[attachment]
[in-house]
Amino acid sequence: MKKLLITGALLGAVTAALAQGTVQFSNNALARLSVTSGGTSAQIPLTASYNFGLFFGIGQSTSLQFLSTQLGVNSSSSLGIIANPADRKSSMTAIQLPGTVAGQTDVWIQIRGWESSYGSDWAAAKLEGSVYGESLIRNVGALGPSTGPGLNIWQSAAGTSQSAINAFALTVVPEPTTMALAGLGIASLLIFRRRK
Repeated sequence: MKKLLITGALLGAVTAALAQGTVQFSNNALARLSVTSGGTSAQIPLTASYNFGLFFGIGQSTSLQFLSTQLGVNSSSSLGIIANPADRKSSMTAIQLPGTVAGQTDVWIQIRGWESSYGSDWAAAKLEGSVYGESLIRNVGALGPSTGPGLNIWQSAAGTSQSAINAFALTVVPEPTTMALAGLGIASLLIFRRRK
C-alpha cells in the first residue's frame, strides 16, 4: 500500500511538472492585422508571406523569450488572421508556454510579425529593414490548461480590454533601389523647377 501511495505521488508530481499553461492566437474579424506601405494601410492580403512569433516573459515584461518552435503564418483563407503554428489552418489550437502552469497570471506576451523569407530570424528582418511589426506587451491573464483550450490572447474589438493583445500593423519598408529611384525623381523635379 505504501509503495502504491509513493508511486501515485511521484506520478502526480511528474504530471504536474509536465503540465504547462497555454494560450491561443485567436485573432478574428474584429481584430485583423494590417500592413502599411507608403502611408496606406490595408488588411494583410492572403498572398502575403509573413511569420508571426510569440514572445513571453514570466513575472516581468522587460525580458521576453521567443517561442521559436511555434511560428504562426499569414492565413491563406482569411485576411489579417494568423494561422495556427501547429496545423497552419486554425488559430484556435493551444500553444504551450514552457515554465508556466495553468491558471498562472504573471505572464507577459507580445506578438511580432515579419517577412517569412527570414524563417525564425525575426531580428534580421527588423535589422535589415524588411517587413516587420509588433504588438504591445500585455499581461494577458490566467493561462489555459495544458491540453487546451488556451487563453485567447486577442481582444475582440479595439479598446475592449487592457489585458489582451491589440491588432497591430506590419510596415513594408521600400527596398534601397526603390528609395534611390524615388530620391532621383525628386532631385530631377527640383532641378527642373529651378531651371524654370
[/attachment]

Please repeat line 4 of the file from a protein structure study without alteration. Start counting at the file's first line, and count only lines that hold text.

C-alpha cells in the first residue's frame, strides 16, 4: 500500500511538472492585422508571406523569450488572421508556454510579425529593414490548461480590454533601389523647377 501511495505521488508530481499553461492566437474579424506601405494601410492580403512569433516573459515584461518552435503564418483563407503554428489552418489550437502552469497570471506576451523569407530570424528582418511589426506587451491573464483550450490572447474589438493583445500593423519598408529611384525623381523635379 505504501509503495502504491509513493508511486501515485511521484506520478502526480511528474504530471504536474509536465503540465504547462497555454494560450491561443485567436485573432478574428474584429481584430485583423494590417500592413502599411507608403502611408496606406490595408488588411494583410492572403498572398502575403509573413511569420508571426510569440514572445513571453514570466513575472516581468522587460525580458521576453521567443517561442521559436511555434511560428504562426499569414492565413491563406482569411485576411489579417494568423494561422495556427501547429496545423497552419486554425488559430484556435493551444500553444504551450514552457515554465508556466495553468491558471498562472504573471505572464507577459507580445506578438511580432515579419517577412517569412527570414524563417525564425525575426531580428534580421527588423535589422535589415524588411517587413516587420509588433504588438504591445500585455499581461494577458490566467493561462489555459495544458491540453487546451488556451487563453485567447486577442481582444475582440479595439479598446475592449487592457489585458489582451491589440491588432497591430506590419510596415513594408521600400527596398534601397526603390528609395534611390524615388530620391532621383525628386532631385530631377527640383532641378527642373529651378531651371524654370